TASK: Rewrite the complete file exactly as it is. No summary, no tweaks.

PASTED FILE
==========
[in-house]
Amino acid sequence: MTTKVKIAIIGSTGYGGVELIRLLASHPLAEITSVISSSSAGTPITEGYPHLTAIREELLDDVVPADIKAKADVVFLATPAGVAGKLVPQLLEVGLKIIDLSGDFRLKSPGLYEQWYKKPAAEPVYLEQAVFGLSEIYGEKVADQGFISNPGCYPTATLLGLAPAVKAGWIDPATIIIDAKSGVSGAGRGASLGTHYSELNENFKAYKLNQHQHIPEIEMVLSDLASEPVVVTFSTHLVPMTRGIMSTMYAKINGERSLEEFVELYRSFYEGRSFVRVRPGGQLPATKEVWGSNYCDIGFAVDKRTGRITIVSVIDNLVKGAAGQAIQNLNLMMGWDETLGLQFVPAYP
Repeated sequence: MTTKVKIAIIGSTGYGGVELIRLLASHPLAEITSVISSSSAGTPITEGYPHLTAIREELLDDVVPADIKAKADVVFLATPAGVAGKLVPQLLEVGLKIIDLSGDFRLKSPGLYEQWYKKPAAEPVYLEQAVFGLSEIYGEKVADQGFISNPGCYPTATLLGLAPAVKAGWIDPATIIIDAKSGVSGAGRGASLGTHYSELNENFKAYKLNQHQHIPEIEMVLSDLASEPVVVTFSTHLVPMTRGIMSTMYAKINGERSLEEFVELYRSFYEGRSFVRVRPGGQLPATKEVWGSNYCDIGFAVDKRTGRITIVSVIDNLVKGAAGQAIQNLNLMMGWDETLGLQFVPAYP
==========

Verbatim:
[in-house]
Amino acid sequence: MTTKVKIAIIGSTGYGGVELIRLLASHPLAEITSVISSSSAGTPITEGYPHLTAIREELLDDVVPADIKAKADVVFLATPAGVAGKLVPQLLEVGLKIIDLSGDFRLKSPGLYEQWYKKPAAEPVYLEQAVFGLSEIYGEKVADQGFISNPGCYPTATLLGLAPAVKAGWIDPATIIIDAKSGVSGAGRGASLGTHYSELNENFKAYKLNQHQHIPEIEMVLSDLASEPVVVTFSTHLVPMTRGIMSTMYAKINGERSLEEFVELYRSFYEGRSFVRVRPGGQLPATKEVWGSNYCDIGFAVDKRTGRITIVSVIDNLVKGAAGQAIQNLNLMMGWDETLGLQFVPAYP
Repeated sequence: MTTKVKIAIIGSTGYGGVELIRLLASHPLAEITSVISSSSAGTPITEGYPHLTAIREELLDDVVPADIKAKADVVFLATPAGVAGKLVPQLLEVGLKIIDLSGDFRLKSPGLYEQWYKKPAAEPVYLEQAVFGLSEIYGEKVADQGFISNPGCYPTATLLGLAPAVKAGWIDPATIIIDAKSGVSGAGRGASLGTHYSELNENFKAYKLNQHQHIPEIEMVLSDLASEPVVVTFSTHLVPMTRGIMSTMYAKINGERSLEEFVELYRSFYEGRSFVRVRPGGQLPATKEVWGSNYCDIGFAVDKRTGRITIVSVIDNLVKGAAGQAIQNLNLMMGWDETLGLQFVPAYP